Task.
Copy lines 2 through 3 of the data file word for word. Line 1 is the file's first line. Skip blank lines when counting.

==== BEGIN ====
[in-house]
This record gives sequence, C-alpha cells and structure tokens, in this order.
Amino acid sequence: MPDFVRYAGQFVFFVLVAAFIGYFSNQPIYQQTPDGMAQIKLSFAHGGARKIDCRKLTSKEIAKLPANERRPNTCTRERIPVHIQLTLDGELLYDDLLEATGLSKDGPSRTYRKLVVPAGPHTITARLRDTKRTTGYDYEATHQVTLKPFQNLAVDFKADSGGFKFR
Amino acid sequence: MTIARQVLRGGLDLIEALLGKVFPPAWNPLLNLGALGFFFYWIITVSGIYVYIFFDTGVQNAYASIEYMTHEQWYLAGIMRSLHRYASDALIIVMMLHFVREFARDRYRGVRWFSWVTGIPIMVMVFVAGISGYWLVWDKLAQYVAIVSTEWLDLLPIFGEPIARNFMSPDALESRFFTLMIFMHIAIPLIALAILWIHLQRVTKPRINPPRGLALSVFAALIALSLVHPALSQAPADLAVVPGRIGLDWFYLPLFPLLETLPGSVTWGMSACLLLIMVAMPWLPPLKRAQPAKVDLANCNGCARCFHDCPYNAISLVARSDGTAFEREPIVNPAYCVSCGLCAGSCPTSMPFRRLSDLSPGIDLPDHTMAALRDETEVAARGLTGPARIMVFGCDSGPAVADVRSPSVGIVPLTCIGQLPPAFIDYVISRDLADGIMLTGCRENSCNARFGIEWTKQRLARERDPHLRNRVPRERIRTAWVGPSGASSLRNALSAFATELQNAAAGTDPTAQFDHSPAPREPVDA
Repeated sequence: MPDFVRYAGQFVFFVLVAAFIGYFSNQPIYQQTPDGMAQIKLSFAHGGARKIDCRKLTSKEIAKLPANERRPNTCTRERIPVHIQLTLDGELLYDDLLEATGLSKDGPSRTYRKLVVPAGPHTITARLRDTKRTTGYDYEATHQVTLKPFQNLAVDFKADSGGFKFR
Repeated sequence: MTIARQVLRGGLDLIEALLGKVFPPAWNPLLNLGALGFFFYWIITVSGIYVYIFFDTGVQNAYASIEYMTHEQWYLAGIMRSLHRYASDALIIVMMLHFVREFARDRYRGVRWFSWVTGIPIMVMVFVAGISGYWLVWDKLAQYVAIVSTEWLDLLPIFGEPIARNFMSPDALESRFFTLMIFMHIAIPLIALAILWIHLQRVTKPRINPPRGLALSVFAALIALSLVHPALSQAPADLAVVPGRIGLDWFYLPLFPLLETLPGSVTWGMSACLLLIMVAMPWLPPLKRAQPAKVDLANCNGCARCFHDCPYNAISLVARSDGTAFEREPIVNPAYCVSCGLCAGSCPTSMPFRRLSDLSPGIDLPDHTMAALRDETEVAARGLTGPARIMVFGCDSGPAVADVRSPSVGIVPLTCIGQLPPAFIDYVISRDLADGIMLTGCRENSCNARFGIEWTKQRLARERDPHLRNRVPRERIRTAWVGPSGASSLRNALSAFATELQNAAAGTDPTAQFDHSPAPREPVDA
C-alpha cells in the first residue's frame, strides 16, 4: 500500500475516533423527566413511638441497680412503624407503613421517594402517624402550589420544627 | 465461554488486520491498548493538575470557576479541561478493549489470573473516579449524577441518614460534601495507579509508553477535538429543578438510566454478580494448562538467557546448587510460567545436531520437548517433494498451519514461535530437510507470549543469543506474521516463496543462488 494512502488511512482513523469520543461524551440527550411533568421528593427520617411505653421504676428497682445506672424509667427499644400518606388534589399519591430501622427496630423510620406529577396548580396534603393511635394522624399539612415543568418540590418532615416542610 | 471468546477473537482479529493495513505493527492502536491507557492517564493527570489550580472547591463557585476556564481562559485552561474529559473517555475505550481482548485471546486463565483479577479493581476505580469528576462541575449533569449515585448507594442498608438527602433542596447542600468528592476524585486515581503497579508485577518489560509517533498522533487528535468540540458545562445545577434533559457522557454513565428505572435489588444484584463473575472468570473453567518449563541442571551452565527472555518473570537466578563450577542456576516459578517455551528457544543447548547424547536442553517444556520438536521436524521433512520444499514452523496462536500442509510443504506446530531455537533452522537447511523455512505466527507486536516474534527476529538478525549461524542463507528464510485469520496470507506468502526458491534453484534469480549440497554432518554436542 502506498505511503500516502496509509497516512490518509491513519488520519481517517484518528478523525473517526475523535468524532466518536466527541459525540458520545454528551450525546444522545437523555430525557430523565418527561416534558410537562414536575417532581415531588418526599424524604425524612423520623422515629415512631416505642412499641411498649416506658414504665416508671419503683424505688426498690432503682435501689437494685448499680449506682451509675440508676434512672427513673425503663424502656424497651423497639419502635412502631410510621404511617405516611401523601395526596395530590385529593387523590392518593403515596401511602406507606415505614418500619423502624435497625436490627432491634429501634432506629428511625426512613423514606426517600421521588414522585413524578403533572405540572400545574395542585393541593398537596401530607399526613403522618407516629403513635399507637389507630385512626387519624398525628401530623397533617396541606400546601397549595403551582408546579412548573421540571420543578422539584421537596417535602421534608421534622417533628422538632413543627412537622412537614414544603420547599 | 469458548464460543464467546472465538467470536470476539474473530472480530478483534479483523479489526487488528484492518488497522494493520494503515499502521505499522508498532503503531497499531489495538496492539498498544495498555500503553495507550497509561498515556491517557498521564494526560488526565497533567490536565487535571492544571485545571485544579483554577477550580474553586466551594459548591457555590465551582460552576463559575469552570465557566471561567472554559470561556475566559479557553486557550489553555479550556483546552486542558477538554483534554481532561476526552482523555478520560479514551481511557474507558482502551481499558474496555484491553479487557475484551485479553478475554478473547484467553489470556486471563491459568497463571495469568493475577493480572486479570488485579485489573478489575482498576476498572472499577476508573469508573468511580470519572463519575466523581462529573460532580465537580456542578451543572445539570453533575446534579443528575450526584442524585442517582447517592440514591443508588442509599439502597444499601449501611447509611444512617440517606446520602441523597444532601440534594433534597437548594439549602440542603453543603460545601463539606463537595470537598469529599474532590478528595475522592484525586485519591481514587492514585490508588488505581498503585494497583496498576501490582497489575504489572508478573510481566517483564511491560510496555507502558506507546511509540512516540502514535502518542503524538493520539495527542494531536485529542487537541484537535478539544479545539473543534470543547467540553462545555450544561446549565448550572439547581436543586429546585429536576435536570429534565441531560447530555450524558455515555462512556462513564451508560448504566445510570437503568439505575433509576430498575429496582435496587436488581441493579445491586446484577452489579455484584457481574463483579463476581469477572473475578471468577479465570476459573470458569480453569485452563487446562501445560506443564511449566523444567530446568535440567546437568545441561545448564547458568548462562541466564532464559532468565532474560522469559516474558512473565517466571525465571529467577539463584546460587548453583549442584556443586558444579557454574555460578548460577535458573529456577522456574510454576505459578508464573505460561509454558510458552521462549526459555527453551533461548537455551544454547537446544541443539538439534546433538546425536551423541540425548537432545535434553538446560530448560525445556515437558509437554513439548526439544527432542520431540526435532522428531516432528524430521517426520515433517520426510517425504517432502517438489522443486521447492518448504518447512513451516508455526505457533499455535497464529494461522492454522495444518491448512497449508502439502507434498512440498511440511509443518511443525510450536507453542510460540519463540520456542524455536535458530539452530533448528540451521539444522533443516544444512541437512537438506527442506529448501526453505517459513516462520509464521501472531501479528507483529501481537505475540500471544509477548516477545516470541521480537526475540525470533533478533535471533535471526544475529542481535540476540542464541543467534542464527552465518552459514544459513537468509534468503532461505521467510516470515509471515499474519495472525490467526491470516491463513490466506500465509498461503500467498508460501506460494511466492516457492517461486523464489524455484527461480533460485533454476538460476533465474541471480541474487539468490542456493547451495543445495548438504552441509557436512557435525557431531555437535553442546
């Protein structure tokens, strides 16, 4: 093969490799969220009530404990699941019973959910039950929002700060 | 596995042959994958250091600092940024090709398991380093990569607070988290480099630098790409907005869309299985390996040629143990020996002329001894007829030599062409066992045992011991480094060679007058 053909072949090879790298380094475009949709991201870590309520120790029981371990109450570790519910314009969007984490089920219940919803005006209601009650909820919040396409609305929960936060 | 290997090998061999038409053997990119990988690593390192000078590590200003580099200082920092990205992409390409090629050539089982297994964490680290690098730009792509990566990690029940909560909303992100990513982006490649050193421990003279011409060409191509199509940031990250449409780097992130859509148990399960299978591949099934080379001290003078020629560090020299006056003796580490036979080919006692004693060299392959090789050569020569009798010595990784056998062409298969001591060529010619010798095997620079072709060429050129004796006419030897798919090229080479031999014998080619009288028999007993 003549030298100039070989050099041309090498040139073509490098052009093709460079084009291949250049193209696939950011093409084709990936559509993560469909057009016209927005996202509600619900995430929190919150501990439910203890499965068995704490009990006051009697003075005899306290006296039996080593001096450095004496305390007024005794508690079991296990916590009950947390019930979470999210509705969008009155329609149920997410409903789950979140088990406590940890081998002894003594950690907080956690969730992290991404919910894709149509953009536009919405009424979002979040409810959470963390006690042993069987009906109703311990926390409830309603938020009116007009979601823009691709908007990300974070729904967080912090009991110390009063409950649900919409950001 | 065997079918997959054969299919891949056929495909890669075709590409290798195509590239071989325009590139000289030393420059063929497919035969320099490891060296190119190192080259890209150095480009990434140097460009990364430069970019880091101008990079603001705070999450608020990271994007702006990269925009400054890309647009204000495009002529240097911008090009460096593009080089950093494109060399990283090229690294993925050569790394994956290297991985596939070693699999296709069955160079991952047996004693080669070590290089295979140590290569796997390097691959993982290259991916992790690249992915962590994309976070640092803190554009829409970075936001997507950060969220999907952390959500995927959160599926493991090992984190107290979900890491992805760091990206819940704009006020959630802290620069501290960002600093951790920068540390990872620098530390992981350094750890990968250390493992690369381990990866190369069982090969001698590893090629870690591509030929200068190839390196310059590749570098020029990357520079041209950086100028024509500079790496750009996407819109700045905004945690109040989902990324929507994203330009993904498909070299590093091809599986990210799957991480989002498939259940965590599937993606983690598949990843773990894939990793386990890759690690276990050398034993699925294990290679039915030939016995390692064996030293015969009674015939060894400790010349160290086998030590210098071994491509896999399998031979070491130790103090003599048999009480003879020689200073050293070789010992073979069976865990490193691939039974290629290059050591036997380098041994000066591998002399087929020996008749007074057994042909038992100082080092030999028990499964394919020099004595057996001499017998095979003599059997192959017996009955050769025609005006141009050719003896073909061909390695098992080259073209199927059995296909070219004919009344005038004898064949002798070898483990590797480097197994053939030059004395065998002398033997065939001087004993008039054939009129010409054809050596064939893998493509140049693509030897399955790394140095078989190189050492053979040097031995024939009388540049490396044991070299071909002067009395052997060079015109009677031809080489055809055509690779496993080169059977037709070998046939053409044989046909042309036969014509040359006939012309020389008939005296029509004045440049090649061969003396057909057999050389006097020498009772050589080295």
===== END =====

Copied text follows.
This record gives sequence, C-alpha cells and structure tokens, in this order.
Amino acid sequence: MPDFVRYAGQFVFFVLVAAFIGYFSNQPIYQQTPDGMAQIKLSFAHGGARKIDCRKLTSKEIAKLPANERRPNTCTRERIPVHIQLTLDGELLYDDLLEATGLSKDGPSRTYRKLVVPAGPHTITARLRDTKRTTGYDYEATHQVTLKPFQNLAVDFKADSGGFKFR